Daniel Herriges (Twitter: @DanielStrTowns) serves as Content Manager for Strong Towns, and has been a regular contributor since 2015. He is also a founding member of the organization. Daniel has a Masters in Urban and Regional Planning from the University of Minnesota. His obsession with maps began before he could read. His budding environmentalism can be traced back to age 4, when he yelled at his parents for stepping on weeds growing in sidewalk cracks. His love of great urban design and human-scaled, livable places has also been lifelong. Daniel has a B.A. from Stanford University in Human Biology with a concentration in Conservation and Sustainable Development. After college, he worked as an environmental activist for several years, in support of indigenous people’s rights and conservation in the Amazon rainforest. He can often be found hiking or cycling. Daniel is from St. Paul, Minnesota.
Where we’ve allowed cheaper-to-build, cheaper-to-maintain, quality-of-life-enhancing things to become luxuries, that is on us. That is our failure, and it’s a failure brought about to a large extent by bad policy that tells us we can’t have nice things, because nice things are for the rich.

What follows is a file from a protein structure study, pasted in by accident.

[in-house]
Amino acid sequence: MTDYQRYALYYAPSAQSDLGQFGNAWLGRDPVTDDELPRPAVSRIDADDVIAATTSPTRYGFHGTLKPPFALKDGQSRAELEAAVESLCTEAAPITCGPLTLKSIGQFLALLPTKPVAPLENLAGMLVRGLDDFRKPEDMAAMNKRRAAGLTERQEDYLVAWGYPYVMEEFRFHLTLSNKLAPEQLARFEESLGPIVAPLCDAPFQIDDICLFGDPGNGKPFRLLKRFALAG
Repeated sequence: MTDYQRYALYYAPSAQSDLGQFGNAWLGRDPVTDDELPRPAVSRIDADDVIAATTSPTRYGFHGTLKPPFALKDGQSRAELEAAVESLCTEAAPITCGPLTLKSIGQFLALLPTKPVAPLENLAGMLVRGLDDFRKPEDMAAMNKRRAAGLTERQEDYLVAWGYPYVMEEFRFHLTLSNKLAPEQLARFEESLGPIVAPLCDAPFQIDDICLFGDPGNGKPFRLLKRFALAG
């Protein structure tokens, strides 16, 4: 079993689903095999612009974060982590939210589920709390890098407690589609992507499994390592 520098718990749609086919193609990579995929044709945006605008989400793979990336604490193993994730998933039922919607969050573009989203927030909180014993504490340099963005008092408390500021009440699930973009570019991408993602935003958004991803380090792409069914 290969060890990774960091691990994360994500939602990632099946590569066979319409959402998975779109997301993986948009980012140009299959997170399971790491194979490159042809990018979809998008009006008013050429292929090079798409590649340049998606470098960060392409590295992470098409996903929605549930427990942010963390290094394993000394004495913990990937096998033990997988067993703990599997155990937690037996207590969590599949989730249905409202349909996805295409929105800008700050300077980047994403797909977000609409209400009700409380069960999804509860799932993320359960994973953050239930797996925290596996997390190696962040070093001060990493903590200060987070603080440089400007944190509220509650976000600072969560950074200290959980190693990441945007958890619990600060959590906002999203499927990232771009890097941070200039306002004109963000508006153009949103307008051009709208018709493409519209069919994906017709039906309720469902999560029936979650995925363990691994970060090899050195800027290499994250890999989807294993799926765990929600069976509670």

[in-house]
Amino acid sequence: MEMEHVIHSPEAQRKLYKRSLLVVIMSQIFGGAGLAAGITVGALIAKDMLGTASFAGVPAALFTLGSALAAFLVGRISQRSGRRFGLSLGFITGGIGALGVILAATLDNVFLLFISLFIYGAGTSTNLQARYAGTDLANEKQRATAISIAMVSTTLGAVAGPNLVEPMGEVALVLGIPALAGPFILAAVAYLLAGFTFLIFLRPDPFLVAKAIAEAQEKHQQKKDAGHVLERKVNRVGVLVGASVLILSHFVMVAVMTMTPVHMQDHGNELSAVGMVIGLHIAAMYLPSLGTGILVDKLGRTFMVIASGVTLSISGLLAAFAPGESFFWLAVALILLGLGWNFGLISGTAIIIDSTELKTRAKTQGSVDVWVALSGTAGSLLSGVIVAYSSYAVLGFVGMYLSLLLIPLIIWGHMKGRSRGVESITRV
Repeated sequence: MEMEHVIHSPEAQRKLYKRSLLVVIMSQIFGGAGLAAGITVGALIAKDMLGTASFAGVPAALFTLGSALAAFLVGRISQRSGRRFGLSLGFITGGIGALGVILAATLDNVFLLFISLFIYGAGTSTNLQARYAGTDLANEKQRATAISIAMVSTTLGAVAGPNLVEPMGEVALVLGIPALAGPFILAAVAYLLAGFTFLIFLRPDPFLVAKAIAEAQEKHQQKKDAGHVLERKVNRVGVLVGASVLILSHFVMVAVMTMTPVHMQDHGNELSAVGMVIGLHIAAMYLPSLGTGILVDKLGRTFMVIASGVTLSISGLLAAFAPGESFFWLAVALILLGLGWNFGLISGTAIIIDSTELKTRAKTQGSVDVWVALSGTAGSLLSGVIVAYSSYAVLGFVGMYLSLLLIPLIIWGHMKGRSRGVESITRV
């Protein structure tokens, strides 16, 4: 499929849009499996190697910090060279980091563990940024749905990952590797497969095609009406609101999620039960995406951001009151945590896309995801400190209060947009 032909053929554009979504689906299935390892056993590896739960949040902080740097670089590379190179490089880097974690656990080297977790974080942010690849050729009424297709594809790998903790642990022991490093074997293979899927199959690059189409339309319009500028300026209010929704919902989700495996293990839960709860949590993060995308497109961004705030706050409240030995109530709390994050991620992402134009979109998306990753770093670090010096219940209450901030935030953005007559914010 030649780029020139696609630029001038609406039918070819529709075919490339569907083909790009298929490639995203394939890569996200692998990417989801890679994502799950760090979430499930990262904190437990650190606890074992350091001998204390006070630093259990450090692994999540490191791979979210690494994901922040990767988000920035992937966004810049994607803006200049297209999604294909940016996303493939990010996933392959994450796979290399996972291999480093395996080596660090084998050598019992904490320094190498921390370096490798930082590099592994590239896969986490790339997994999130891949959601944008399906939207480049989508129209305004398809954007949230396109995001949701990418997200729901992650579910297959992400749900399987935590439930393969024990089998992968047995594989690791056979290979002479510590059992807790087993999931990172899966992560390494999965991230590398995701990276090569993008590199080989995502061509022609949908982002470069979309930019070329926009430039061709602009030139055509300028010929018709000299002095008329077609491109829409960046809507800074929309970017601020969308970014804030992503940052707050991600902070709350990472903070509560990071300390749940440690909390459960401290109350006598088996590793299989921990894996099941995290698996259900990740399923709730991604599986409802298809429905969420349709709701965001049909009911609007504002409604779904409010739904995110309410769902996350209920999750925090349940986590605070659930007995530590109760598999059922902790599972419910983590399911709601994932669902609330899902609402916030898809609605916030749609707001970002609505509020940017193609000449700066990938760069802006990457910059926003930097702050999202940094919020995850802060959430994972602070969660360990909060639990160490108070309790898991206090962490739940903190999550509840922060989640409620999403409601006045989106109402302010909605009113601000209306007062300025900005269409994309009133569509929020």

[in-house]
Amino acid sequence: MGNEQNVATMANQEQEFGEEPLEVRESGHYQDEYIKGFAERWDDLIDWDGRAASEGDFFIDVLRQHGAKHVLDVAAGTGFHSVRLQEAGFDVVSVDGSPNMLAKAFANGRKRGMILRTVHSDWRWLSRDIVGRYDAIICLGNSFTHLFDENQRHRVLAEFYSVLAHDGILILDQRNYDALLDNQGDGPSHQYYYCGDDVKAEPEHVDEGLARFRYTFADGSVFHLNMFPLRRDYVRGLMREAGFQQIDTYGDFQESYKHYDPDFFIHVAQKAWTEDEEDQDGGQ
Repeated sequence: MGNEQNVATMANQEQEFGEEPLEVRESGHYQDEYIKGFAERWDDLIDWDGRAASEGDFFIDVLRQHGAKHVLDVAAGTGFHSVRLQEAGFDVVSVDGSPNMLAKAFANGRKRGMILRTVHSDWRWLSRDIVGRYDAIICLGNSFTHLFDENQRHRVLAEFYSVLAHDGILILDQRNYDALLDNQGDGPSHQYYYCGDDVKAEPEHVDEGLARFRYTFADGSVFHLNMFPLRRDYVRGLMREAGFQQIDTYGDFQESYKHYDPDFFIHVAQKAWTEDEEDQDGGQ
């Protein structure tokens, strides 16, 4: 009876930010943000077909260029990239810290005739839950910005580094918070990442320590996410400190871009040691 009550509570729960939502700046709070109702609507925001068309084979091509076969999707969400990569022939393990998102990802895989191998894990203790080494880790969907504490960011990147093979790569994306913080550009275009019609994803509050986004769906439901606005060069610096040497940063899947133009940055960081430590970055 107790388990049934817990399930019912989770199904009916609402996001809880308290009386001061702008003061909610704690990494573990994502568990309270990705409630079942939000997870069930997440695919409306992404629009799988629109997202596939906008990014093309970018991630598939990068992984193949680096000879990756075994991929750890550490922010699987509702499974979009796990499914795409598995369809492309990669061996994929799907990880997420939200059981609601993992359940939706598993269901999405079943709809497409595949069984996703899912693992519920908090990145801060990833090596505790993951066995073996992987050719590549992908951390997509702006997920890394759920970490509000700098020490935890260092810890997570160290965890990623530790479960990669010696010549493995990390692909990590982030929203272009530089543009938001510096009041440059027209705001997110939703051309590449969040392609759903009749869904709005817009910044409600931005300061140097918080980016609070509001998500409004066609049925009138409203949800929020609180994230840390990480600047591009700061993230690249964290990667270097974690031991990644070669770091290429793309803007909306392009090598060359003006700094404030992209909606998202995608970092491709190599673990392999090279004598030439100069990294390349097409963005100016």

November 5, 2021
Even if you do take this study’s results at face value, it’s a stretch to interpret its major takeaway as, “Most Americans don’t want walkable places.”
September 15, 2021
Gordon says that there are no shortcuts around the amount of work involved in this model of community engagement. “You’re building relationships, building trust.”
August 31, 2021
There are people at every part of that spectrum who care about building local resilience. The Strong Towns approach is radical, but not in a way that fits into ideologues’ narrative boxes.
December 18, 2020